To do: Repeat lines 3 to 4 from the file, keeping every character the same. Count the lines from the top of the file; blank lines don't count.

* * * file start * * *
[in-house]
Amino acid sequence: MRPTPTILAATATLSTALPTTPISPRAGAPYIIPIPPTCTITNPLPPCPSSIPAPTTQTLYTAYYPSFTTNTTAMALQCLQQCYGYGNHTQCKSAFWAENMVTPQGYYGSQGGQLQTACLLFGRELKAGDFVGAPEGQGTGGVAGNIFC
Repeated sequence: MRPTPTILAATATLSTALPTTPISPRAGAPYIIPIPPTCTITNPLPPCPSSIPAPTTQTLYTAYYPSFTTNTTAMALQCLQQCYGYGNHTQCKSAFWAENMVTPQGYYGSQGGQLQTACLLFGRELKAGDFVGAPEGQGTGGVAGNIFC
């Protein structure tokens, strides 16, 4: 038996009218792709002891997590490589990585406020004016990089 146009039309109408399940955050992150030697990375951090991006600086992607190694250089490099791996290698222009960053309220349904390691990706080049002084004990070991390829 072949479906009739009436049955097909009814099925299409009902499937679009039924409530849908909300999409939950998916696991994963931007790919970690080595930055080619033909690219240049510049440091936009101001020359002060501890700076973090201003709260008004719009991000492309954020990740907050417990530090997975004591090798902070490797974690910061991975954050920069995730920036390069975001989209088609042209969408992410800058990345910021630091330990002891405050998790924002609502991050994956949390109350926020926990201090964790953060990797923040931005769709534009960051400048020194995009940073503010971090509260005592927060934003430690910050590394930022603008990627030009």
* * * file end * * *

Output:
Repeated sequence: MRPTPTILAATATLSTALPTTPISPRAGAPYIIPIPPTCTITNPLPPCPSSIPAPTTQTLYTAYYPSFTTNTTAMALQCLQQCYGYGNHTQCKSAFWAENMVTPQGYYGSQGGQLQTACLLFGRELKAGDFVGAPEGQGTGGVAGNIFC
């Protein structure tokens, strides 16, 4: 038996009218792709002891997590490589990585406020004016990089 146009039309109408399940955050992150030697990375951090991006600086992607190694250089490099791996290698222009960053309220349904390691990706080049002084004990070991390829 072949479906009739009436049955097909009814099925299409009902499937679009039924409530849908909300999409939950998916696991994963931007790919970690080595930055080619033909690219240049510049440091936009101001020359002060501890700076973090201003709260008004719009991000492309954020990740907050417990530090997975004591090798902070490797974690910061991975954050920069995730920036390069975001989209088609042209969408992410800058990345910021630091330990002891405050998790924002609502991050994956949390109350926020926990201090964790953060990797923040931005769709534009960051400048020194995009940073503010971090509260005592927060934003430690910050590394930022603008990627030009």